Tuesday, October 19, 2010

Colorbrick: Musical Bricks

This post is part of a series {Colorbrick} a Beginner’s Quilt-Along. You can join in anytime, even if you’re not a beginner! Please see this page for links to all posts, and join us on Flickr to share your questions and work-in-progress!

I think this is my favorite step - my very most favoritist step!  We're going to take all those beautiful bricks and lay them out to reveal your gorgeous quilt-to-be.  Ya!

Step 1:  Make Eleven Rows of Five

Musical Bricks Step 1

Set out your bricks in eleven rows with 5 bricks in each row.  They should be staggered, like real brickwork.  Of course, you'll want even - not staggered - sides on your quilt.  To that end, we will cut 5 bricks in half, placing the half-bricks so as to fill in the holes.  If you're wondering which bricks will be cut up, the 5 that are sticking out on the right are them.  More on that later.  At this step, your goal is to achieve a layout of color and print that makes you happy. 

Step 2:  Cut Bricks to Fill Holes

Musical Bricks Step 2

First we'll locate the 5 bricks that must be cut in half.  Start at the top of your layout.  In the first row NO bricks will be cut.  Row 1 will remain as is with 5 whole bricks.  In Row 2, the far right brick will be cut in half. Row 3 will remain whole.  In Row 4, the far right brick will be cut in half - and so on alternating with one row remaining whole and the next containing a brick on the far right to be cut.  After gathering all of your bricks, you should have 5 bricks total.  The last row, Row 11, contains 5 bricks that will remain whole.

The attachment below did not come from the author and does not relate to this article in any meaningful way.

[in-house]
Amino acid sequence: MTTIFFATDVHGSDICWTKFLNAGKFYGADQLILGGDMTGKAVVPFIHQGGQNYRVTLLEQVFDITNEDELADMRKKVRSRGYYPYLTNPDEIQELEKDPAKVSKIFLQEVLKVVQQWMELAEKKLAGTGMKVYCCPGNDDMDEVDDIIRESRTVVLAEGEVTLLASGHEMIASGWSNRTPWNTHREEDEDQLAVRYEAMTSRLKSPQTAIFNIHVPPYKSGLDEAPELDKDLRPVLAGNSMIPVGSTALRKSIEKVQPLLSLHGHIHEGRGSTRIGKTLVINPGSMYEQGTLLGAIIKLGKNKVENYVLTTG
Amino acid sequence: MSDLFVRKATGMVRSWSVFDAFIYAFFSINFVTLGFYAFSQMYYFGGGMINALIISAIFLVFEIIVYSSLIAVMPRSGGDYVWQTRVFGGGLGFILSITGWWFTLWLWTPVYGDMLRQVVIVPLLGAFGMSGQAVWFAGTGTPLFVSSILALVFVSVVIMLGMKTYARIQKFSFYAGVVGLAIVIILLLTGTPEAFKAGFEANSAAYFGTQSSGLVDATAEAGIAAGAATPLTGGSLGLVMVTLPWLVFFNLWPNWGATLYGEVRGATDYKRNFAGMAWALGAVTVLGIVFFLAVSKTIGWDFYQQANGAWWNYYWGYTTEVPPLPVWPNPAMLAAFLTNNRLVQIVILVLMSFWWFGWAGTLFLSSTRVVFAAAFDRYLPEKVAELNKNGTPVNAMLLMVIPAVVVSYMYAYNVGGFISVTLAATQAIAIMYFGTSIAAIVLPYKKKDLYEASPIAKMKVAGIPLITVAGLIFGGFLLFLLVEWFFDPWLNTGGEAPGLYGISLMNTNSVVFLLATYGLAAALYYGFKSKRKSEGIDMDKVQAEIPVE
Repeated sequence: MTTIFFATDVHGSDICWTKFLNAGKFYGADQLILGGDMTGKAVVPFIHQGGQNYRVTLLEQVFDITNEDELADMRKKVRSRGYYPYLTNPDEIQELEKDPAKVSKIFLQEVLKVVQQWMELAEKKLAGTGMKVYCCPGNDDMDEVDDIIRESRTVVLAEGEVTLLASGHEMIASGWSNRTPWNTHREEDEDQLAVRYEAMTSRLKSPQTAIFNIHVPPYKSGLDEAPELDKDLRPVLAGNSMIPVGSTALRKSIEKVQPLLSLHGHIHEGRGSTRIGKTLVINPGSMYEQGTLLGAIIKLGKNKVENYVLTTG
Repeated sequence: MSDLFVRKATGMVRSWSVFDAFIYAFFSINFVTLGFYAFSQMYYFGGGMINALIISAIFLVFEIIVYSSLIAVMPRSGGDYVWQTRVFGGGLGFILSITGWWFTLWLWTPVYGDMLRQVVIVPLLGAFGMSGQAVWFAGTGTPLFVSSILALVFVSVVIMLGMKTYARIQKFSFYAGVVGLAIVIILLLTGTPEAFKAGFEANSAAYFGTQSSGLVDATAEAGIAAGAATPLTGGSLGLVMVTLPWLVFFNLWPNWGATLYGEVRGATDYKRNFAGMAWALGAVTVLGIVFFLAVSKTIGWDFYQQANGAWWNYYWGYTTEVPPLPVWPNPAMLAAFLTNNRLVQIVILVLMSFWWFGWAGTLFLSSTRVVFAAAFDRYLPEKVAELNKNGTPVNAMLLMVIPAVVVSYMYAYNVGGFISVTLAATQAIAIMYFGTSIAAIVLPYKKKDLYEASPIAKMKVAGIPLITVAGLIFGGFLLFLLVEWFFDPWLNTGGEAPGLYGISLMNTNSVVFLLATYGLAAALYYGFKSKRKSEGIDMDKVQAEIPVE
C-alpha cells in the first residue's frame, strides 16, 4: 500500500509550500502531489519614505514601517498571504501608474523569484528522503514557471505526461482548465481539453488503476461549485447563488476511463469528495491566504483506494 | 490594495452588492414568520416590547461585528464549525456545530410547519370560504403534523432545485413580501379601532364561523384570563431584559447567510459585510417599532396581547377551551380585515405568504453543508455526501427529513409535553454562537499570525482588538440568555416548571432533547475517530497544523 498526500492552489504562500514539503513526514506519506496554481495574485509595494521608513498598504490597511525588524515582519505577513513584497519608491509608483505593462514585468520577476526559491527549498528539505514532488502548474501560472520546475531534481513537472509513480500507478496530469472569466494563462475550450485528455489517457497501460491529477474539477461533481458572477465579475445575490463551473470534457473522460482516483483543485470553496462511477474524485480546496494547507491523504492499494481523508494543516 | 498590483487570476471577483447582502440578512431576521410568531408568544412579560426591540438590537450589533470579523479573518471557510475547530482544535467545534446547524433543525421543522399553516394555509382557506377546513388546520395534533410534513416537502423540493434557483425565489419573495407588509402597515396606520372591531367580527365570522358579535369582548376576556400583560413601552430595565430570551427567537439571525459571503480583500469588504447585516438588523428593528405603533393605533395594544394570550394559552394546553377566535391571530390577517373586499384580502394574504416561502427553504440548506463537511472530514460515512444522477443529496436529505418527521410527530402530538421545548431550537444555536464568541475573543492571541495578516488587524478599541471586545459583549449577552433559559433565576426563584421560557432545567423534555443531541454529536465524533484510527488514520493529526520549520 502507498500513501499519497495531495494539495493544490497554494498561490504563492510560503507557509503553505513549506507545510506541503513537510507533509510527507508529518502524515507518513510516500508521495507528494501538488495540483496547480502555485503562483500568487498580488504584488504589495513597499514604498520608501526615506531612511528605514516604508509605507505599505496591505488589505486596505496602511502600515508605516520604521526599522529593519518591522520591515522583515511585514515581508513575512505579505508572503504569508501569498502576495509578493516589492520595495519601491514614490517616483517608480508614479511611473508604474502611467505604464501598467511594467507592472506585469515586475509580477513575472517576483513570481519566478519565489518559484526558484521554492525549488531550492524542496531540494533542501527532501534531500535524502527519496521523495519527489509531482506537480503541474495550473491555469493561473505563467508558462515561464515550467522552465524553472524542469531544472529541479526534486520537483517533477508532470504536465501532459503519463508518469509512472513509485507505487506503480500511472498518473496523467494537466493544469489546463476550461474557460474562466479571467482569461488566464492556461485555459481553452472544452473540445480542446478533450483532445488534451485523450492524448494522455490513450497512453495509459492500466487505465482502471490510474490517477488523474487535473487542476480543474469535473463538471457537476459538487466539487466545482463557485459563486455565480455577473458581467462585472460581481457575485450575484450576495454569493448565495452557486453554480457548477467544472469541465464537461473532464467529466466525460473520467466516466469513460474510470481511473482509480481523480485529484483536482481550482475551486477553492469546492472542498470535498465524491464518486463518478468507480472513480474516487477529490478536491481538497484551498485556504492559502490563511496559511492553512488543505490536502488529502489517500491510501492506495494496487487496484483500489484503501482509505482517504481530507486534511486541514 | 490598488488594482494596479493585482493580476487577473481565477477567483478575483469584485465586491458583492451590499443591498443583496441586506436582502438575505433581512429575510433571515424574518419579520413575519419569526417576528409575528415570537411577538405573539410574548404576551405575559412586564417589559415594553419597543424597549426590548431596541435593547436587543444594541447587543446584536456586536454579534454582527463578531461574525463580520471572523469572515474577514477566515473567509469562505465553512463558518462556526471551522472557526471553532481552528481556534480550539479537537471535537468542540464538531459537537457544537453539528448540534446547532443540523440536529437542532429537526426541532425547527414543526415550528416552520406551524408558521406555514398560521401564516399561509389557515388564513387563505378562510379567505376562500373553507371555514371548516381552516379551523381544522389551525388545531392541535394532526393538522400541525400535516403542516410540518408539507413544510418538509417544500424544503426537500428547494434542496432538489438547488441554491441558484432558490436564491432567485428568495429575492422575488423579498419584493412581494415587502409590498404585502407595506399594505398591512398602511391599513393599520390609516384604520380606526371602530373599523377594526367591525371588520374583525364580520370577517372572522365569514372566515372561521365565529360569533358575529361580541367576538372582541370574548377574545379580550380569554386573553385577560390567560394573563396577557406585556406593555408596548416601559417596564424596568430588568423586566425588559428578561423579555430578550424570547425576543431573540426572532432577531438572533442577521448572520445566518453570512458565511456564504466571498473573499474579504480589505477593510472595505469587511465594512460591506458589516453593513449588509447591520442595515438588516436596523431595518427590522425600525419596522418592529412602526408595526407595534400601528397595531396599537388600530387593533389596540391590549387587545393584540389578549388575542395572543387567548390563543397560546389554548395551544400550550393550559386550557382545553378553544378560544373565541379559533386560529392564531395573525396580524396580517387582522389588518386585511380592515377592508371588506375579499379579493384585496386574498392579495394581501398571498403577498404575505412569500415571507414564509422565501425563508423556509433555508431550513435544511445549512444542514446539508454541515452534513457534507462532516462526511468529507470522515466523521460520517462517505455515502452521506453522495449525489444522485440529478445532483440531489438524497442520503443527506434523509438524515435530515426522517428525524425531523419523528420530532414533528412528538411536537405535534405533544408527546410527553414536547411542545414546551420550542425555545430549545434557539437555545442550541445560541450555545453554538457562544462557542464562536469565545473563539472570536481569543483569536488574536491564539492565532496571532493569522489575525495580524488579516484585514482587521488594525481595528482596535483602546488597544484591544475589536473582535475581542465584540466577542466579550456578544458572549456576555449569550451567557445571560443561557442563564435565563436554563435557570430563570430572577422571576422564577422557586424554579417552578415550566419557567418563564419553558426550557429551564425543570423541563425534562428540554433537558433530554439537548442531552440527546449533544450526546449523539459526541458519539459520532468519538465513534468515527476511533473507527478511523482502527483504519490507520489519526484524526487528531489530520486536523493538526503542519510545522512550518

Take your 5 bricks to your cutting mat and place them as shown.  Each brick measures 5.5 x 11 inches.  Cut your bricks in half to create two squares, each 5.5 inches square.

Step 3:  Place Half Bricks

Musical Bricks Step 3

When you cut a brick in half, one side is a plain printed square and the other is a pieced square made of a print and a strip of sashing.  All 5 pieced squares must go in the holes on the left side of your quilt.  Put them wherever you like them best - they do not have to be opposite their other halves.

Musical Bricks Step 3b

Place the simple printed squares in the holes on the right side of your quilt.  By the way, because we have cut one brick in half, the rows with chopped bricks will measure 1/2 inch shorter than the rows with 5 whole bricks.  That's ok - we'll just center the rows on each other when we go to piece the quilt and then trim the edges removing approximately 1/4 inch from each side.  Don't worry!

Step 4:  Finalize Layout

Musical Bricks Step 4

Now take the time to be sure that you love your layout.  I tend to play musical bricks, swapping and shifting until things look just right.  Try viewing your quilt from farther away or above to see if anything bothers you.  Walk around the quilt to check it out from different perspectives.  Sometimes taking a picture and looking at it on a computer screen can be helpful if you're having trouble.